Also, John Prescott's cheap houses for hard working key workers. Hmmm. 200,000 promised originally. These haven't appeared. Mysterious? Well, he cut it to just 20,000 provision. Then a few months ago the govt met with some lenders, and made the terms so difficult for the lenders that two major ones walked away from the deal. Conspiracy against first time buyers? No. It's just the damn houses weren't needed in the first place in light of the above. It's just that the government need to spin some kind of 'we're helping first timers, honest' line.

Things might not be as bad as you think.

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dont worry. none of this happened last time. just the bloated fat gets cut back and the economy goes back to 2001. only the people left holding the debt have to pay it back over the long term - hands burned. banks - hands burned.

the high street will be like it is now. quiet, but functioning. no debt fuelled boom.

some job cuts, but not like the 1981 job. trim the fat and the tat.

its when gordon brown messes with the IR that risks deep recession, because hes sacrificing the risk of inflation to prop up a boom that makes him look like number 10 material when he isnt.

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Guest Charlie The Tramp

Nice post fred, brings back memories of how life really was then.

As you say not like 1981 the period of lost hope when you were over the wall at 35 years of age, and the future for millions looked very bleak.

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I am still convinced that this bubble has been caused, apart from by the lenders, the EAs and the politicians, in the main by a small but significant number of people getting into BTL and hence driving up the prices to ridiculous levels.

I know so many people now - people whom you would not think were capable of doing so - who now have a second or third property which they are aiming to rent out. It has almost become the 'norm' much in the same way many couples have a second car.

It is sheer nuts but, when the crash occurs and the dust happens, I do believe we will see that the numbers involved in creating the bubble, whilst significant, will be by no means in the majority.

If I am correct then, whilst the correction will be painful and have much wider financial reprecussions, it will not be the end of the known Universe as we know.

Be happy, be positive :)

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CRASH LONG OVERDUE... ?

I hear this from people who do not understand market dynamics.

The slide takes time to get started, and when it does it takes months and years to reach bottom.

It only looks like a "Crash" in hindsight. At the time, it is a frustrating period where weak demand,

and multiple false dawns wear out the Bulls, and gradually conver them into Bulls- at least that is

how it seemed last time around.

If you are going to talk about "overdue crashes", then why not define what you are expecting

rather than trying to put words in the mouths of the serious observers of market dynamics that

hang out here. So why not:

+ Tell us what you mean by a crash. (I say a period of 1%+ monthly falls in property prices),

+ Tell us why you think is should come quickly, rather than being drawn out over several years,

(My website: http://www.HousePriceCycle.com talks about a possible cyclical low in 2008-2010)

+ Actually bother to read some of the serious forecasts that have been made here,

(I EXPECT "crash-cruise-speed" of 1%+ per month, to start by year end 2005, but will not mind

if it is delayed by months, because it is substantially cheaper to rent. And I am not missing out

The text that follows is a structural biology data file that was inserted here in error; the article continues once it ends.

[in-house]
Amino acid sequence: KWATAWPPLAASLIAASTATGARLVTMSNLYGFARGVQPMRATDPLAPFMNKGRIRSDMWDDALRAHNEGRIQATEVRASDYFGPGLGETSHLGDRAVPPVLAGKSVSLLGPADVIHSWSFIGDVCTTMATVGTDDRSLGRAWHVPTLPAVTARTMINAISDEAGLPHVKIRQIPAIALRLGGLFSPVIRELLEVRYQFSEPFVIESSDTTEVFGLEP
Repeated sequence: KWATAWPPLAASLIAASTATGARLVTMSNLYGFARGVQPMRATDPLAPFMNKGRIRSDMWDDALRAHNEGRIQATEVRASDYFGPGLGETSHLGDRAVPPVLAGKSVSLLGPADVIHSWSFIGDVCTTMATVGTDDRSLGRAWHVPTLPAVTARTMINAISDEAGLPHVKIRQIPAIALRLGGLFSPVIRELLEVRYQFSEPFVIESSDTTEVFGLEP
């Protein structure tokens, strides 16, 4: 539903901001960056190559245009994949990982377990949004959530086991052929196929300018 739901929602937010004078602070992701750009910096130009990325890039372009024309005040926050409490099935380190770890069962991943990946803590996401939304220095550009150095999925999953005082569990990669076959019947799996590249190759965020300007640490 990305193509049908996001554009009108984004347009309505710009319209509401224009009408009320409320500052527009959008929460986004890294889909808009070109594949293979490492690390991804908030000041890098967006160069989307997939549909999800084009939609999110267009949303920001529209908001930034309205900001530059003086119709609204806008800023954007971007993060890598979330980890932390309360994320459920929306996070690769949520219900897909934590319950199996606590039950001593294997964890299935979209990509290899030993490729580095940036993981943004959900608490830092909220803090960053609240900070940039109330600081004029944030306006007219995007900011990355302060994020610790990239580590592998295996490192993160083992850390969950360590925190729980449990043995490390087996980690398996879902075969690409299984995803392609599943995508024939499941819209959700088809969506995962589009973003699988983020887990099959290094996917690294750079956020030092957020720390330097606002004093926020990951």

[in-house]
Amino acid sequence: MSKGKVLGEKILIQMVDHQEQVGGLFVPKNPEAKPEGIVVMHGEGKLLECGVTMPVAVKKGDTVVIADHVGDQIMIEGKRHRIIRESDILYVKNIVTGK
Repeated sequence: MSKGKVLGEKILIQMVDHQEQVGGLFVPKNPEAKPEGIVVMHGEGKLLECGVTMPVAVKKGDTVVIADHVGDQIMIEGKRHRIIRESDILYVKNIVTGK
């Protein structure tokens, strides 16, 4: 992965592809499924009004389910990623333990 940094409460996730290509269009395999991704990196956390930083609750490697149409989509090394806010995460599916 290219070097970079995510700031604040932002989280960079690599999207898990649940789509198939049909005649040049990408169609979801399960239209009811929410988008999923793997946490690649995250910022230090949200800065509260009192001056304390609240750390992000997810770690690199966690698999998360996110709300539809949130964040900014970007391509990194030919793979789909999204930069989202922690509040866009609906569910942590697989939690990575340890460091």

on anything as long as prices drift sideways/lower, andmy savings continue to rise.)

//Note: I am typing virtually the same text for the 5th or 6th time,

so in future I will save this written on 9.Oct.2005, and just do "cut-and-paste"//

Dr Bubb I think you have a couple of typing errors:

"Bulls, and gradually conver them into Bulls- "

should this be

"Bears, and gradually convert them into Bulls- "

Only mentioned it because you mentioned cut and pasting copies of it...

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'If you are going to talk about "overdue crashes", then why not define what you are expecting

rather than trying to put words in the mouths of the serious observers of market dynamics that

hang out here. So why not:'

I realise there are market dynamics and factors underpinning prices - there is always a reason for everything (except for Vernon Kaye).

Sorry for ruining it for the serious observers of the market.

'Overdue' is merely a personal oppinion (shocked intake of breath from the audience) based upon the fact that neither myself nor anyone I know have been able to afford afford to buy a house for a prolonged period of time (at least 4 years) which seems strange considering the age and income bracket of these contemporaries and historical trends. This situation has persisted for several years and confounded many seasoned observers.

I will be more careful in future before bandying emotive words like 'overdue' around.

I do not necessarily expect a quick correction - hence being worried about savings being erroded in the medium term. I have, however, been surprised by how long the prices have risen for.

By crash/correction I think at least 20% off current prices. Either by inflation or actual price falls, but probably by actual price falls considering the amount of speculation that has occurred.

I don't know when this would happen, however, but I think we will see serious movement (1% per month) start sometime in 2006 as we are seeing the market turn this year.

If that's ok.

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I think Bubb has a good understanding of the 'crash' and his prediction of the stock market slump was absolutely spot on. Names not 'Nick Leason' is it Bubb? :lol:

There is one area that worries me though. I can see a lot of housing selling for a lot less than the 1% per month drop. The question is then: When you say 1% drops p.c.m. are you saying Reported drops of this amount - or real term drops in selling prices?

TB

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For someone in your position -batten down the hatches: save save save! And put lots of dosh in the bank. Nice and simpke and secure and gaining above inflation interest!

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We see that when houseprices stop rising, and doing some peoples saving for them, that there is less consumption spending in the economy as people start to save.

More and more of peoples spending is now on rising costs, like energy/petrol, water, food and clothing, and local and government taxes leaving less spending for other things.

Millions of non jobs have been created to mop up unemployment.

Are we in for a slump? Government policy seems to be determined to divide society into landlords and tenants.

You are to be scanned by the government for the national population database and ID cards in 2008.

Edited by brainclamp

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  • 301 Brexit, House prices and Summer 2020

    1. 1. Including the effects Brexit, where do you think average UK house prices will be relative to now in June 2020?


      • down 5% +
      • down 2.5%
      • Even
      • up 2.5%
      • up 5%